• This is the story of a Vermont farmhouse and the two couples who occupy it. The first is artist Lorca and novelist Simon, who is very much like the work's National Book Award-winning author Norman (The Northern Lights) but happens to be a ghost. As he narrates, Simon reflects on his life and career (he's too fond of making references to obscure writers) and observes the marriage of the second couple, investigator Zachary and literary academic Muriel, to whom Lorca has sold the house after Simon's death. Some of Zachary's work is revealed as Simon reads his files, but there's no real sleuthing here; the most prominent case involves a kidnapped neighbor child and a moth-obsessed savant. The book is heavy on atmosphere and character interaction that's not easily summarized. When Simon's postmortem journals are found by renovation carpenters and delivered to Lorca, she decides it's time for Simon to leave the house and the new couple to themselves and come with her, a now quiet partner. VERDICT Thoughtful, elegiac, a good book to read by the fireside with a snifter of bourbon. [See Prepub Alert, 1/23/19.] --Robert E. Brown (Reviewed 04/01/2019) (Library Journal, vol 144, issue 3, p82)
  • A young couple adjusts to life in a rural Vermont farmhouse and the specter of the novelist who once lived there. Norman's fiction (My Darling Detective, 2017, etc.) is death-stalked stuff: His novels are suffused with the ghosts of spouses and parents, murders around hotels and lighthouses, and downcast observations of the somber, foggy Northeast. Though nobody would confuse him for a horror writer, he has a keen eye for the way loss uneasily sticks with those left behind. This time he lets the dead do the talking. Simon, the narrator, is a novelist who died of a heart attack on a ferry in Nova Scotia and who's returned to his home in Vermont to observe its new occupants: Zachary, a private detective, and Muriel, a scholar of Japanese poetry. The two are suspicious of a strange presence; the alarm in their library keeps getting set off, a book by Wallace Stevens (that most metaphysical of modern poets) can't stay in one place, and the home's deed has a "ghost clause" that obligates the prior owner to buy back the home in case of a "malevolent presence." But the home is stressed enough already, as Zachary works on the case of a missing girl that's torn up the town and sends him down a series of false leads. This isn't a plot so much as a kind of atmosphere; Simon observes frustrations, losses, and elisions, from miscarriages to missed leads to his widow, Lorca, deep in mourning. Yet, like the poet Muriel studies, who tucks erotic parentheticals into her mordant poems, a little light slips into the story, resolving both the case of the missing girl and Simon's uneasy sense of place. What opens as a ghost story turns out to be something of a love story instead. Familiar turf for Norman's longtime readers, but he still has a knack for finding emotional resonances in muted, unlikely scenarios. (Kirkus Reviews, May 1, 2019)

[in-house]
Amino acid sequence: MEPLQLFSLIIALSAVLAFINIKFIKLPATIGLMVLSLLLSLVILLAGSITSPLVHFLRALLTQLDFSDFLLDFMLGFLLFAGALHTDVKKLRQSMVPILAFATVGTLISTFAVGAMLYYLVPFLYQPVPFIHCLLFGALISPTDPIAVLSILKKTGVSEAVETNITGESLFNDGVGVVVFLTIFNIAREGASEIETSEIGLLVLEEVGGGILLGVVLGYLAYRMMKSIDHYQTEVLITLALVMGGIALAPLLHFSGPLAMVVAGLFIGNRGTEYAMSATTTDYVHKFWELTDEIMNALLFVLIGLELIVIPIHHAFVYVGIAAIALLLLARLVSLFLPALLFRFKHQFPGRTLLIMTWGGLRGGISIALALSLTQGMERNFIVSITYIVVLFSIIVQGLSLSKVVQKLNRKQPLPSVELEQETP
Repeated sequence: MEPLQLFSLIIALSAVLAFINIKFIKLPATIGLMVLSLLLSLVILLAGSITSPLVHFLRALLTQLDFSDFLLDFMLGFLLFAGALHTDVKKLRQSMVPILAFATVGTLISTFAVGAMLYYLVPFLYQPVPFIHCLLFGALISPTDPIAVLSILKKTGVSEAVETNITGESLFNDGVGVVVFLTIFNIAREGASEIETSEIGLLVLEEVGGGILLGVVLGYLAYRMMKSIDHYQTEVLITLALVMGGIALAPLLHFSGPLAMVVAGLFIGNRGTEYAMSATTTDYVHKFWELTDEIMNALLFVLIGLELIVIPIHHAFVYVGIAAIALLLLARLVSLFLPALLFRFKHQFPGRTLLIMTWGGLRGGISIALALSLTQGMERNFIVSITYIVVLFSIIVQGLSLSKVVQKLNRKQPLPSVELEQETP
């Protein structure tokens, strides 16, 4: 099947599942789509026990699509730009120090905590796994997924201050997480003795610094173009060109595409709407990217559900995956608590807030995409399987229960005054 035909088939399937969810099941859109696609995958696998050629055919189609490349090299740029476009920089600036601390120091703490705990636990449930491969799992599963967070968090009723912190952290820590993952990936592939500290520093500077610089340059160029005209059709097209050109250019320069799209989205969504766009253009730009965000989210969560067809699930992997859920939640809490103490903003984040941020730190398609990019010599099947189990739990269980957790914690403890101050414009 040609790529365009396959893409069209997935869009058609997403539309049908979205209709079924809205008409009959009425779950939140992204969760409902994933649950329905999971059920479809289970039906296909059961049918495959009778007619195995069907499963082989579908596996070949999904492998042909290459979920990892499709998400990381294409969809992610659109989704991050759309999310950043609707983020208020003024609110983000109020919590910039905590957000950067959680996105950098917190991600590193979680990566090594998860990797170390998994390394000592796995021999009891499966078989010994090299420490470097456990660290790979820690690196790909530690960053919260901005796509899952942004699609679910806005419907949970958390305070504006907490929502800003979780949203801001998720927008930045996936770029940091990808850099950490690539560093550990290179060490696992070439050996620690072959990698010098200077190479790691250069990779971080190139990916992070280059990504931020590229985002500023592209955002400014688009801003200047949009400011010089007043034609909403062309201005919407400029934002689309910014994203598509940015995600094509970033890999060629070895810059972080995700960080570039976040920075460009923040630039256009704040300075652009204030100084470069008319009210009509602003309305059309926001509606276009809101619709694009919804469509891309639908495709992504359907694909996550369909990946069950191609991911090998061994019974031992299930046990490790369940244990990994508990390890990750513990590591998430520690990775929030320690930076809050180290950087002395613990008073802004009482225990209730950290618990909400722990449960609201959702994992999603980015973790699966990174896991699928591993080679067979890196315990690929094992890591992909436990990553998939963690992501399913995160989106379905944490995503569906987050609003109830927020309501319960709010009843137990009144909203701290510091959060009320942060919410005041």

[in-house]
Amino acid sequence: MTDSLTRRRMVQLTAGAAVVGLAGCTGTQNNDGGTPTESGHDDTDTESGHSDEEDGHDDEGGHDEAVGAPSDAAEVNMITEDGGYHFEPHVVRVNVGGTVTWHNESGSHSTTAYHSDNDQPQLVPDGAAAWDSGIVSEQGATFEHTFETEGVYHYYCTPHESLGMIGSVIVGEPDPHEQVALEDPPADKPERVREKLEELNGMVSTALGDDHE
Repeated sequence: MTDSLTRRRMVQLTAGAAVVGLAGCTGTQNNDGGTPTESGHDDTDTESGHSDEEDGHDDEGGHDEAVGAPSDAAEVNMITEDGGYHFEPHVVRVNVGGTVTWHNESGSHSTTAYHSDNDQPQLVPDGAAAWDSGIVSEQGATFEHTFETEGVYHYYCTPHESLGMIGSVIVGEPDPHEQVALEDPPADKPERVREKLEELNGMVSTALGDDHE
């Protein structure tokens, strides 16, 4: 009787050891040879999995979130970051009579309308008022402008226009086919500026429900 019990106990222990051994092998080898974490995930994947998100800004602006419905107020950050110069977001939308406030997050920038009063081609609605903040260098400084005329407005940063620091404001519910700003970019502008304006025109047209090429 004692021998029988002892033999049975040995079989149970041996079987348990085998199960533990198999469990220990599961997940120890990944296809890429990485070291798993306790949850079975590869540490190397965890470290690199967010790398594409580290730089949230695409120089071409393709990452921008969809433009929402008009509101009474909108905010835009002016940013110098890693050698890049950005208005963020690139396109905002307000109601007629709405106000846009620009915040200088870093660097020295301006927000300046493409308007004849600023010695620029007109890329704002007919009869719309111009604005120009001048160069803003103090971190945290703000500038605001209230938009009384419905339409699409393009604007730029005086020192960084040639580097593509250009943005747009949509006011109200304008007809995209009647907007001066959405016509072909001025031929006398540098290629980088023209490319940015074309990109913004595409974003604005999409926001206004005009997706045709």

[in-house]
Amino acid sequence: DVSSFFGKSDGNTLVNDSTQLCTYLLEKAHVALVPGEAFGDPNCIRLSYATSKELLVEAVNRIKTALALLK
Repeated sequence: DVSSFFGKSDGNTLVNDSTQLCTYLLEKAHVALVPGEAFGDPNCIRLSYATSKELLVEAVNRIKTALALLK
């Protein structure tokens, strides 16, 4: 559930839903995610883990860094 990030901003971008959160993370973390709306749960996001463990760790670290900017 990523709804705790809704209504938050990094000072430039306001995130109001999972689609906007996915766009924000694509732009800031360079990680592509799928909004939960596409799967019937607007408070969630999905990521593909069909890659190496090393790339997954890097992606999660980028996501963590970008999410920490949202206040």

http://library.link/vocab/ext/novelist/bookUI
10785414
Cataloging source
DLC
http://library.link/vocab/creatorName
Norman, Howard A
Dewey number
813/.54
Index
no index present
LC call number
PR9199.3.N564
LC item number
G48 2019
Literary form
fiction
http://library.link/vocab/resourcePreferred
True
http://library.link/vocab/subjectName
  • Married people
  • Missing children
  • Vermont
Target audience
adult
Label
The ghost clause, Howard Norman
Instantiates
Publication
Copyright
Carrier category
volume
Carrier category code
  • nc
Carrier MARC source
rdacarrier
Content category
text
Content type code
  • txt
Content type MARC source
rdacontent
Dimensions
22 cm
Extent
245 pages
Isbn
9780544987296
Lccn
2018036020
Media category
unmediated
Media MARC source
rdamedia
Media type code
  • n
System control number
  • on1045467807
  • (OCoLC)1045467807
Label
The ghost clause, Howard Norman
Publication
Copyright
Carrier category
volume
Carrier category code
  • nc
Carrier MARC source
rdacarrier
Content category
text
Content type code
  • txt
Content type MARC source
rdacontent
Dimensions
22 cm
Extent
245 pages
Isbn
9780544987296
Lccn
2018036020
Media category
unmediated
Media MARC source
rdamedia
Media type code
  • n
System control number
  • on1045467807
  • (OCoLC)1045467807

Library Locations

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      515 Scotland Street, Williamsburg, VA, 23185, US
      37.377573 -76.770995